0
$\begingroup$

Let $V$ be an $n$-dimensional vector space. Then any linearly independent set of vectors $\{v_1, v_2, \ldots, v_n\}$ is a basis for $V$

Proof:

Let $w \in V$. Then $\{v_1, v_2,\ldots, v_n, w \}$ is linearly dependent. Then exists at least one $c_i \ne 0$ s.t. $\displaystyle{c_0w +\sum_{i = 1}^nc_iv_i} = \vec 0.$ If $c_0 = 0,$ then there's at least one $c_i \ne 0$ in the sum $\displaystyle{\sum_{i = 1}^nc_iv_i} = \vec 0.$ Contradiction as $\{v_1, \ldots, v_n\}$ are linearly independent. Hence $c_0 \ne 0$ meaning we can solve for $w: \ w= \displaystyle{\sum_{i = 1}^n\left(-\frac{c_i}{c_0}\right)v_i}.$ Thus $v_i$ span $V$.

We know $\{v_1, v_2,\ldots, v_n, w \}$ is linearly dependent because $\dim(V) = n$ and $v_i \in V$ meaning $v_i$ span $V$. The proof above shows that $\text{span}(v_1,\ldots,v_n) = V.$ Are we proving something we already know from the definition of basis? Is there subtlety here that I am missing?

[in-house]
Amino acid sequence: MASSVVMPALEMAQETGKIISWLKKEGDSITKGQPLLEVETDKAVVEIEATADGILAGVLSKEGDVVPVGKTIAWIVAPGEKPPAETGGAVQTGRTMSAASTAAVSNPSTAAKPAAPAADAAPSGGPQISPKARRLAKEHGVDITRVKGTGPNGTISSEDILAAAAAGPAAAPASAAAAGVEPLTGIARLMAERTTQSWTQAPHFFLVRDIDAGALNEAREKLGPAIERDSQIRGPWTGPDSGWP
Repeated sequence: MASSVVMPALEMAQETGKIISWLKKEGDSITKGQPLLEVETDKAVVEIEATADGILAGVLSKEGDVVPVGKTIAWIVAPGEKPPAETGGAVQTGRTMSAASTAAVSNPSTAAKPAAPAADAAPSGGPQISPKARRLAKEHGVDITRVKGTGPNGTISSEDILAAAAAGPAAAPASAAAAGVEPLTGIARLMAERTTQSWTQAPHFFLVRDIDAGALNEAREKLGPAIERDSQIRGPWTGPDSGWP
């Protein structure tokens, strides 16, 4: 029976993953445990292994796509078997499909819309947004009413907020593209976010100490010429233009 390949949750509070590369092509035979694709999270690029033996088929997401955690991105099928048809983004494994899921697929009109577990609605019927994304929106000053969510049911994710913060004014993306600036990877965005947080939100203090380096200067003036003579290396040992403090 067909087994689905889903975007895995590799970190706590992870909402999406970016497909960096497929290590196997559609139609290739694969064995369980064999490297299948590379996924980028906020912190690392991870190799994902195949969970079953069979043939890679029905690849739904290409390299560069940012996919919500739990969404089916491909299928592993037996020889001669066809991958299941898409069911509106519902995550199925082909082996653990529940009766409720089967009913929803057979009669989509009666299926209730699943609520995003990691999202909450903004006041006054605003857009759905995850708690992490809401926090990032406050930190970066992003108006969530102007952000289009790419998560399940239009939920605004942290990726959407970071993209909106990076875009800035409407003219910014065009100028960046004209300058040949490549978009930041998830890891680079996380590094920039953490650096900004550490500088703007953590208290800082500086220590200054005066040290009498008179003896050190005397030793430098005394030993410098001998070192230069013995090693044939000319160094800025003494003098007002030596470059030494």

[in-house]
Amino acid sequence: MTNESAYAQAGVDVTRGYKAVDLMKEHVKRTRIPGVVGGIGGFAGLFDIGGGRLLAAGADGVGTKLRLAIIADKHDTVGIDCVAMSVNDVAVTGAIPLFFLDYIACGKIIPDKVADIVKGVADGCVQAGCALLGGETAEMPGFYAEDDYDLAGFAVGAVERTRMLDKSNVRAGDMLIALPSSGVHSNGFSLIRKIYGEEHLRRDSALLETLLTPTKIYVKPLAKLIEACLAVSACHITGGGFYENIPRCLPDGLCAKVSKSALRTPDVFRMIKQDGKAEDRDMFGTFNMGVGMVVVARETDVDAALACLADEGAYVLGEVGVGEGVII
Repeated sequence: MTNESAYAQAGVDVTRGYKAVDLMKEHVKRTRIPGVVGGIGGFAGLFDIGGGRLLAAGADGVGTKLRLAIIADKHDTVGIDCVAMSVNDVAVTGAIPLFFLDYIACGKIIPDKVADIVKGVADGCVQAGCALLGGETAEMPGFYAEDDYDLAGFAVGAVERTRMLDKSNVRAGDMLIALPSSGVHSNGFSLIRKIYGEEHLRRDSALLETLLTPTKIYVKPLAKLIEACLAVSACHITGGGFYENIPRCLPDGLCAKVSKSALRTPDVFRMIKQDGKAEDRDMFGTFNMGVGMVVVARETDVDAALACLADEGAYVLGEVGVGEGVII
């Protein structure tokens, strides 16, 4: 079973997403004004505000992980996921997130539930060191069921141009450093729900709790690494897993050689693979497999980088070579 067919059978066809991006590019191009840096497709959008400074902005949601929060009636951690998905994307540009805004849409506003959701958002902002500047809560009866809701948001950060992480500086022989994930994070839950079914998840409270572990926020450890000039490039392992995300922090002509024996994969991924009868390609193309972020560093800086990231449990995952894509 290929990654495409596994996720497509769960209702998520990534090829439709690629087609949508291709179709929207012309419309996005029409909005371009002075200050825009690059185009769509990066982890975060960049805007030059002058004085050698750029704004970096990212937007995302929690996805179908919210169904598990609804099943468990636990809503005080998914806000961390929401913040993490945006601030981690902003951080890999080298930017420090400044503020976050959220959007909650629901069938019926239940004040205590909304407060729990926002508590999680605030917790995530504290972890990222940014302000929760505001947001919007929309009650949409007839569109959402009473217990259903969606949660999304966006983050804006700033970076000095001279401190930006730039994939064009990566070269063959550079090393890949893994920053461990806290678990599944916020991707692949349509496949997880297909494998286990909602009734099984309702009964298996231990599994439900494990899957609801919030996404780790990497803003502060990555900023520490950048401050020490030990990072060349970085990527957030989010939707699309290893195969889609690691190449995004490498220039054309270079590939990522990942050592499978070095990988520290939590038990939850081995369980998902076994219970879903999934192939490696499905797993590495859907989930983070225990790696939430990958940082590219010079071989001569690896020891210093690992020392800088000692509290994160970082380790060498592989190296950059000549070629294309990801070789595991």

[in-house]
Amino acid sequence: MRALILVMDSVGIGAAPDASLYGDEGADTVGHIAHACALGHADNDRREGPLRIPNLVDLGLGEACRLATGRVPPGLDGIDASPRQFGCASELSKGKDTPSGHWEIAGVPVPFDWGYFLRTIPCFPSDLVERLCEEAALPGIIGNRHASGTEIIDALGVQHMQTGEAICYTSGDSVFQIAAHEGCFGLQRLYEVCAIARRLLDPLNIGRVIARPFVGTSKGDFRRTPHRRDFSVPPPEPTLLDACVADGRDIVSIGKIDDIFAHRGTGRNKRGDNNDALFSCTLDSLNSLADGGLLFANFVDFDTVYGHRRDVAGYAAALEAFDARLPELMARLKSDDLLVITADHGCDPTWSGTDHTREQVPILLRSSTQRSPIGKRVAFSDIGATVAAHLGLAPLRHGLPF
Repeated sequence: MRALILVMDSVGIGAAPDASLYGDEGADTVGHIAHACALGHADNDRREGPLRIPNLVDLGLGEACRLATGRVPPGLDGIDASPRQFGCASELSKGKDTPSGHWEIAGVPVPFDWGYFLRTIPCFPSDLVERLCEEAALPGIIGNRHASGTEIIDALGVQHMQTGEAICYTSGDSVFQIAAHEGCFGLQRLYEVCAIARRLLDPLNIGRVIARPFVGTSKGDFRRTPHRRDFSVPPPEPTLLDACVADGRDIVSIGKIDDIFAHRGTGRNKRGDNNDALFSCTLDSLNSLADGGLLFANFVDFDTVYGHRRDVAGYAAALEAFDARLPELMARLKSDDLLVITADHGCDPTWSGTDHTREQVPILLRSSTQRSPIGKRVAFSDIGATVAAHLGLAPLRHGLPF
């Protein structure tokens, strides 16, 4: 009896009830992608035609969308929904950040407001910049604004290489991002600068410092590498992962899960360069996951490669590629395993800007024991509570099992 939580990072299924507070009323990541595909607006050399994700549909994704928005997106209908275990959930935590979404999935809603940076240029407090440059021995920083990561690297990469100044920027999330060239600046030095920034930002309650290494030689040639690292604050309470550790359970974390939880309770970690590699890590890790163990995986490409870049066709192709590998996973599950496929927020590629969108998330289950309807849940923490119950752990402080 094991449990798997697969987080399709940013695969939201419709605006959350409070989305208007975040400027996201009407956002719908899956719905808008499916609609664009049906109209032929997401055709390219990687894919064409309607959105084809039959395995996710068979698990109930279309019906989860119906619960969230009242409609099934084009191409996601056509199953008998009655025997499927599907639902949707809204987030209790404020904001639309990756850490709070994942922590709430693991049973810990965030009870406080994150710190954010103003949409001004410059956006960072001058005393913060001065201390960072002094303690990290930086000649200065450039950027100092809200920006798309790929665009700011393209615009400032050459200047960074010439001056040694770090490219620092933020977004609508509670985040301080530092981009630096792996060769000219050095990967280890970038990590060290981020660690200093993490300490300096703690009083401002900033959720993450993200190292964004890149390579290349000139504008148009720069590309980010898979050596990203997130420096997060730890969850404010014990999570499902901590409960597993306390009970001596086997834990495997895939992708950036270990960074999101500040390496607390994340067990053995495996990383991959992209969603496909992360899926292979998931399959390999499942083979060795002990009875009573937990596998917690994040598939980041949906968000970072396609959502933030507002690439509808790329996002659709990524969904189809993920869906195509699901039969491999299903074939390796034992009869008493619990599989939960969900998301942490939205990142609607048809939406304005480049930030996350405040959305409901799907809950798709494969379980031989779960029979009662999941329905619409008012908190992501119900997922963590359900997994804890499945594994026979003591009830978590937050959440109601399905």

$\endgroup$
0
$\begingroup$

The definition of basis is a set of vectors that is linearly indepedent and spans the space. This theorem states that in a finite-dimensional vector space, as long as your set has $n$-many vectors and it's linearly indepedent, then it also spans the space. Therefore it is a basis.

Also, we know $B=\{v_1, v_2,\ldots, v_n, w \}$ is linearly depedent because the length of any linearly indepedent list must be less than or equal to the length of a spanning set. Since $\dim V=n$, the spanning sets of $V$ have length $n$, thus since $|B| \not \leq n$, it must be linearly depedent.

$\endgroup$

Your Answer

By clicking “Post Your Answer”, you agree to our terms of service, privacy policy and cookie policy

Not the answer you're looking for? Browse other questions tagged or ask your own question.